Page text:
Actually, there are a lot of reasons to care. The first is that this tells us interesting things about what’s going on in the labor market. While CEO Doug McMillon credited the new Republican tax bill with freeing up cash the company could use to pay its workers more, I (like other observers) tend to take these pronouncements with a huge grain of salt.
The Trump administration obviously enjoys hearing companies announce that they’re giving employees more money because of the tax cut, and large companies, which benefit immensely from a friendly relationship with Washington, are eager to give the administration what it wants. If you can manage to get credit for something you needed to do anyway, so much the better. (There is a lively dispute, for example, over whether unions or Republicans should get credit for many of the bonuses that have been rolled out to much fanfare.)
In this case, there’s good reason to think that Walmart needed to raise wages anyway: Labor markets are tight, and in a number of areas, the company is now contending with locally imposed minimum wages that are already forcing Walmart to raise wages to $11 an hour, or even higher. Establishing a higher floor across the company ensures parity between regions, and allows Walmart stores to compete for good workers in local markets.
What’s especially interesting is that we are seeing tight labor markets even though labor force participation (the percentage of the population that is either working, or looking for work), remains well below where it was in 2007. Normally, you would expect the people who have left the labor force to come back in as job prospects improved, functioning as Karl Marx’s “reserve army of the unemployed” to keep wage growth moderate. But labor-force participation in December 2017 was the same as it had been in 2016 and 2015 — yet employers complain of tight labor markets, and wage growth has been robust. The fact that Walmart, which employs a substantial fraction of Americans all by itself, sees good business sense in an hourly wage increase is good evidence that that labor-force-participation number is sticky.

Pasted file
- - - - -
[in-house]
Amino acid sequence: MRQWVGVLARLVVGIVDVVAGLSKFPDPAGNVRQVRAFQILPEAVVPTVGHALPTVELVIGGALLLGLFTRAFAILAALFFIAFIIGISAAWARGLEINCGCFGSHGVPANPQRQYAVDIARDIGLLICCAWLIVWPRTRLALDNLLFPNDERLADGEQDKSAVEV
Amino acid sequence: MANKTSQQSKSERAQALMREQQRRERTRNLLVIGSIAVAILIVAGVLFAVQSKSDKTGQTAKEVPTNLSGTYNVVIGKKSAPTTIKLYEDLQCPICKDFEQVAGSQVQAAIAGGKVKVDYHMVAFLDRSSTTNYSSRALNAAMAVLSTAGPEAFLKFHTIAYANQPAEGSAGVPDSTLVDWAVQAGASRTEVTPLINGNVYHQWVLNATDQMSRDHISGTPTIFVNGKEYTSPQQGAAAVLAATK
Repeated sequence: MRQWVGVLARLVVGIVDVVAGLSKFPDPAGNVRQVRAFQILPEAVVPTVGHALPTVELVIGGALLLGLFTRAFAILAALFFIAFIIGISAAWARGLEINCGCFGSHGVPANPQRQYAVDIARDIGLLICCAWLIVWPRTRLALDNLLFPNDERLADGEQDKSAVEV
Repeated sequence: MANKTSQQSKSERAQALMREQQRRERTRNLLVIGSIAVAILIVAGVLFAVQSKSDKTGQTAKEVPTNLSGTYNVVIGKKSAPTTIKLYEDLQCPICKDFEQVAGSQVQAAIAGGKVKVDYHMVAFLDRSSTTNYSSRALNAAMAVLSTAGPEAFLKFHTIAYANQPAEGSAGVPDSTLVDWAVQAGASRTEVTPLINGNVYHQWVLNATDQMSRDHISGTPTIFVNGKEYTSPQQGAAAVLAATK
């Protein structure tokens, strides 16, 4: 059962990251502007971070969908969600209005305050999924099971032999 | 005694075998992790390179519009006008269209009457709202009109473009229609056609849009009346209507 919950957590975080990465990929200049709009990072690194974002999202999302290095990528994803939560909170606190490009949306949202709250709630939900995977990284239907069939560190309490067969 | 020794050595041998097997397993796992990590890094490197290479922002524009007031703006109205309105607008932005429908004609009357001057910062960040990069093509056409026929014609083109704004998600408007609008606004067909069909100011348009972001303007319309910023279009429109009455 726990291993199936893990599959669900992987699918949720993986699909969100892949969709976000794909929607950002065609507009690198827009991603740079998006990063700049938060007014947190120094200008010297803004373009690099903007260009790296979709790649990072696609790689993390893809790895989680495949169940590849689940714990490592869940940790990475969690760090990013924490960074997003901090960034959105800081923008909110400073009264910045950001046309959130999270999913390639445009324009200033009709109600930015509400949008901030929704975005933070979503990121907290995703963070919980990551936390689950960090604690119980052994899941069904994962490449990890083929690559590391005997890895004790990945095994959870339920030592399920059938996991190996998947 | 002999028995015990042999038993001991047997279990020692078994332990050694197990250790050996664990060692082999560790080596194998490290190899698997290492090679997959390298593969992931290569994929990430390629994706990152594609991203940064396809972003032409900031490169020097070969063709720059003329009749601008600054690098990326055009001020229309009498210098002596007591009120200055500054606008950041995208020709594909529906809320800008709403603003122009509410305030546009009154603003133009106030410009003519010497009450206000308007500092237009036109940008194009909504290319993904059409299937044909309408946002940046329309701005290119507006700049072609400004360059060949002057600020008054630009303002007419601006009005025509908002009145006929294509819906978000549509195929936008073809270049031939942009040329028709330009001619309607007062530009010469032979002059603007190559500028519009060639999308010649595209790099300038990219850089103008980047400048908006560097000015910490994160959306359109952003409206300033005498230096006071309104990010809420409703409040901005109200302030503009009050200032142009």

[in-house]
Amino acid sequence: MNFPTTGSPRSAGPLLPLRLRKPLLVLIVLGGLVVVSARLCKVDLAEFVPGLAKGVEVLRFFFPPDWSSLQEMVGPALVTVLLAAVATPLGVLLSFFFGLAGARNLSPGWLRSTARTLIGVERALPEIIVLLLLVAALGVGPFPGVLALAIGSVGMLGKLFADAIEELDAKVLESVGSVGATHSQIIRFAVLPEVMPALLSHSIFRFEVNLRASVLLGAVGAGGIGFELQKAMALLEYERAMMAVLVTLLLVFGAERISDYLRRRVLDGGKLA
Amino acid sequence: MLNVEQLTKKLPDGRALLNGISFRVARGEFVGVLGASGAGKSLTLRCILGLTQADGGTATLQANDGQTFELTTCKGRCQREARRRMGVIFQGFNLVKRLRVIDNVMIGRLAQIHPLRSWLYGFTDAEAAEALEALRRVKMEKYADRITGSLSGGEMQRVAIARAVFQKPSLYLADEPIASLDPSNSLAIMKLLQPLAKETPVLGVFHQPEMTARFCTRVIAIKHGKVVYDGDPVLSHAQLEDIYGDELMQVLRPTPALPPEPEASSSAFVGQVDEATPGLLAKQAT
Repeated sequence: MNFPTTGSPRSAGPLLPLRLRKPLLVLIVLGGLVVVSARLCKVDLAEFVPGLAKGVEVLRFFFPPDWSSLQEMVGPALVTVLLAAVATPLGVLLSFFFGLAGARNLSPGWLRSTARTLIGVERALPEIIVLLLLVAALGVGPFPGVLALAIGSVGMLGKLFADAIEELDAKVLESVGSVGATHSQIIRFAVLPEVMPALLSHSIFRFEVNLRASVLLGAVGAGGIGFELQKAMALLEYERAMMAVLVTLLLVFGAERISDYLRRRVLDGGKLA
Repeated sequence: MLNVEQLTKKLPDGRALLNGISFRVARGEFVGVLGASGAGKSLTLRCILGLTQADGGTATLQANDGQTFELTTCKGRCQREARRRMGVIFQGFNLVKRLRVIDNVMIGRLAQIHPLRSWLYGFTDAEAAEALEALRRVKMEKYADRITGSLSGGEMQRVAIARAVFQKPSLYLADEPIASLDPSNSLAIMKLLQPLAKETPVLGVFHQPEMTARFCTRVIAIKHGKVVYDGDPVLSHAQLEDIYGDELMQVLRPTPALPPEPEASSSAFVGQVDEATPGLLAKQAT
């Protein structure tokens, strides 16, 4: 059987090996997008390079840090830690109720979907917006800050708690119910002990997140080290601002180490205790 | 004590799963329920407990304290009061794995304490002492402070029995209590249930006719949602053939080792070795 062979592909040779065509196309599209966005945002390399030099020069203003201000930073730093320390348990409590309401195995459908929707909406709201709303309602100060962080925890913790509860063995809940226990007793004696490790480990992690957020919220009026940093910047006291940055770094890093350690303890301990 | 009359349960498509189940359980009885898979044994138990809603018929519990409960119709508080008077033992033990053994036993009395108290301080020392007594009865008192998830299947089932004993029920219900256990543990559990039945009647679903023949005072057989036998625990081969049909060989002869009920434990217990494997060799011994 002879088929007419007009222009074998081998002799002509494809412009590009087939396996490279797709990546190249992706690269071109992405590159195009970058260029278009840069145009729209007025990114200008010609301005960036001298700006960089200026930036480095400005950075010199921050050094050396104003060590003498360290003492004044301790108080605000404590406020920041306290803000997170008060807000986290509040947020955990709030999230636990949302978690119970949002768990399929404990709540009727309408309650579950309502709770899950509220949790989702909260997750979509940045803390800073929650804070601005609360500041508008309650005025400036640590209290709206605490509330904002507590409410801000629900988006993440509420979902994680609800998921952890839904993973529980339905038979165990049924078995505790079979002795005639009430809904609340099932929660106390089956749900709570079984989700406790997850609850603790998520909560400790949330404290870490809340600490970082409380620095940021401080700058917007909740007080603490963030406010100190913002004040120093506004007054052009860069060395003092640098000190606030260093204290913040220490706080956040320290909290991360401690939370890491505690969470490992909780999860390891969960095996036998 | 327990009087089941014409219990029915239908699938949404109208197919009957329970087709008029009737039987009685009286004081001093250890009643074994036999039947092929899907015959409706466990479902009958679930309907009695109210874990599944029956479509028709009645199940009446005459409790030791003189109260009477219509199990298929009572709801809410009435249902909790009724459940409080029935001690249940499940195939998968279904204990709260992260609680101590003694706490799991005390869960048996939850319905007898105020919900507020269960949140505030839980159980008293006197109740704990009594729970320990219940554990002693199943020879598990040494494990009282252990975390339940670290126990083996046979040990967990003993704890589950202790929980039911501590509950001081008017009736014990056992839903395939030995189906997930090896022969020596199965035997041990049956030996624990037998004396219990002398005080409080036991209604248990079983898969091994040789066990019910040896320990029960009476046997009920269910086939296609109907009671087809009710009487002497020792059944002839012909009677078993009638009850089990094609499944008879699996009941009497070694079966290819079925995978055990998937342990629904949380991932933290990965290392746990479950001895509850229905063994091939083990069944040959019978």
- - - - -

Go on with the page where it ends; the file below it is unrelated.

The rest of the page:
We don’t know what it is those folks are doing with their time. Intuition suggests that this phenomenon is partly driven by the demographic bulge of the baby boom entering retirement, but that doesn’t seem to be all, or even most, of the story. What we do seem to be learning is that whatever those not-working folks are doing, it will take higher wages to coax them away from it and back into the workforce — or to persuade employers to give up and hire folks they’ve previously regarded as unemployable for one reason or another.
Another reason that you should be interested in this is what it suggests about Walmart’s business model. For years, there has been a left-wing cottage industry in comparing Walmart to Costco, which pays its worker much more for what superficially seems like similar work. And for years, I’ve had a related business in pointing out that Costco and Walmart actually have dramatically different business models, for all that they may look the same from the vantage point of a coastal professional. Costco sells a small number of bulk goods to an affluent demographic. Their stripped-down number of stock-keeping units, and habit of leaving the goods stacked on their shipping pallets, means that they need to employ fewer workers, and that those workers enjoy much greater productivity. Those workers are also catering to a wealthier consumer who is willing and able to pay a premium for excellent service.